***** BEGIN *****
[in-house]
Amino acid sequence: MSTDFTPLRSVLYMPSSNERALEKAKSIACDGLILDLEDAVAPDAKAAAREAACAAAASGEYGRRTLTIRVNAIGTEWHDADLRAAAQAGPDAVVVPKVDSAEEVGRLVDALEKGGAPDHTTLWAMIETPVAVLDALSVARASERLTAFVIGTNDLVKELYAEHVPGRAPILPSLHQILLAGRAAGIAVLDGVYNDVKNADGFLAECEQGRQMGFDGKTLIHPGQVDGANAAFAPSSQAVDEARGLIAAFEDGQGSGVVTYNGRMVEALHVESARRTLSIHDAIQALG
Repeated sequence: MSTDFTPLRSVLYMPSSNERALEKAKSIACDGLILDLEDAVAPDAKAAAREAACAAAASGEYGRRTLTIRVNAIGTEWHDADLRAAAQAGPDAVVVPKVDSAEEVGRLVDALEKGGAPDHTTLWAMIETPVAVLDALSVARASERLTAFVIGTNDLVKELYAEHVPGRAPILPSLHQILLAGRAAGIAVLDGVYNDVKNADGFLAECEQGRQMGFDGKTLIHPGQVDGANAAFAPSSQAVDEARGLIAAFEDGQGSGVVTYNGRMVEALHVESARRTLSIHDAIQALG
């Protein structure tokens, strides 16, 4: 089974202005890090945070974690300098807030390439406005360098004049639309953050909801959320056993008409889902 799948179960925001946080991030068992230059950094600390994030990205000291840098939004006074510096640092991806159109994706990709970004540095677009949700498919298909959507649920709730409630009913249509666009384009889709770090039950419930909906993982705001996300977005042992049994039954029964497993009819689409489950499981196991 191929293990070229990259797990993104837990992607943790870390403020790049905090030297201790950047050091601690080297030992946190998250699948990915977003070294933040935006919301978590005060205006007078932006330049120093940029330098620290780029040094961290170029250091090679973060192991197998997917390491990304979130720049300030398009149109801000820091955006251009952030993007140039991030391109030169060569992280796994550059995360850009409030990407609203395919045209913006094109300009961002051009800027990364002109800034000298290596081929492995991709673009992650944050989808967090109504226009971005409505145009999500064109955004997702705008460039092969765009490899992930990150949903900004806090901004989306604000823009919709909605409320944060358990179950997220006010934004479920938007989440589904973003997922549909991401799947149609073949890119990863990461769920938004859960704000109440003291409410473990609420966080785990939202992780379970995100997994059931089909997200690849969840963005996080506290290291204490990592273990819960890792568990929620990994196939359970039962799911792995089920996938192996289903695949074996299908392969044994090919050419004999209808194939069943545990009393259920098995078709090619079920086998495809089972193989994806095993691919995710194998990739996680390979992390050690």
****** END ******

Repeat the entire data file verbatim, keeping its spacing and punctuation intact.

[in-house]
Amino acid sequence: MSTDFTPLRSVLYMPSSNERALEKAKSIACDGLILDLEDAVAPDAKAAAREAACAAAASGEYGRRTLTIRVNAIGTEWHDADLRAAAQAGPDAVVVPKVDSAEEVGRLVDALEKGGAPDHTTLWAMIETPVAVLDALSVARASERLTAFVIGTNDLVKELYAEHVPGRAPILPSLHQILLAGRAAGIAVLDGVYNDVKNADGFLAECEQGRQMGFDGKTLIHPGQVDGANAAFAPSSQAVDEARGLIAAFEDGQGSGVVTYNGRMVEALHVESARRTLSIHDAIQALG
Repeated sequence: MSTDFTPLRSVLYMPSSNERALEKAKSIACDGLILDLEDAVAPDAKAAAREAACAAAASGEYGRRTLTIRVNAIGTEWHDADLRAAAQAGPDAVVVPKVDSAEEVGRLVDALEKGGAPDHTTLWAMIETPVAVLDALSVARASERLTAFVIGTNDLVKELYAEHVPGRAPILPSLHQILLAGRAAGIAVLDGVYNDVKNADGFLAECEQGRQMGFDGKTLIHPGQVDGANAAFAPSSQAVDEARGLIAAFEDGQGSGVVTYNGRMVEALHVESARRTLSIHDAIQALG
């Protein structure tokens, strides 16, 4: 089974202005890090945070974690300098807030390439406005360098004049639309953050909801959320056993008409889902 799948179960925001946080991030068992230059950094600390994030990205000291840098939004006074510096640092991806159109994706990709970004540095677009949700498919298909959507649920709730409630009913249509666009384009889709770090039950419930909906993982705001996300977005042992049994039954029964497993009819689409489950499981196991 191929293990070229990259797990993104837990992607943790870390403020790049905090030297201790950047050091601690080297030992946190998250699948990915977003070294933040935006919301978590005060205006007078932006330049120093940029330098620290780029040094961290170029250091090679973060192991197998997917390491990304979130720049300030398009149109801000820091955006251009952030993007140039991030391109030169060569992280796994550059995360850009409030990407609203395919045209913006094109300009961002051009800027990364002109800034000298290596081929492995991709673009992650944050989808967090109504226009971005409505145009999500064109955004997702705008460039092969765009490899992930990150949903900004806090901004989306604000823009919709909605409320944060358990179950997220006010934004479920938007989440589904973003997922549909991401799947149609073949890119990863990461769920938004859960704000109440003291409410473990609420966080785990939202992780379970995100997994059931089909997200690849969840963005996080506290290291204490990592273990819960890792568990929620990994196939359970039962799911792995089920996938192996289903695949074996299908392969044994090919050419004999209808194939069943545990009393259920098995078709090619079920086998495809089972193989994806095993691919995710194998990739996680390979992390050690």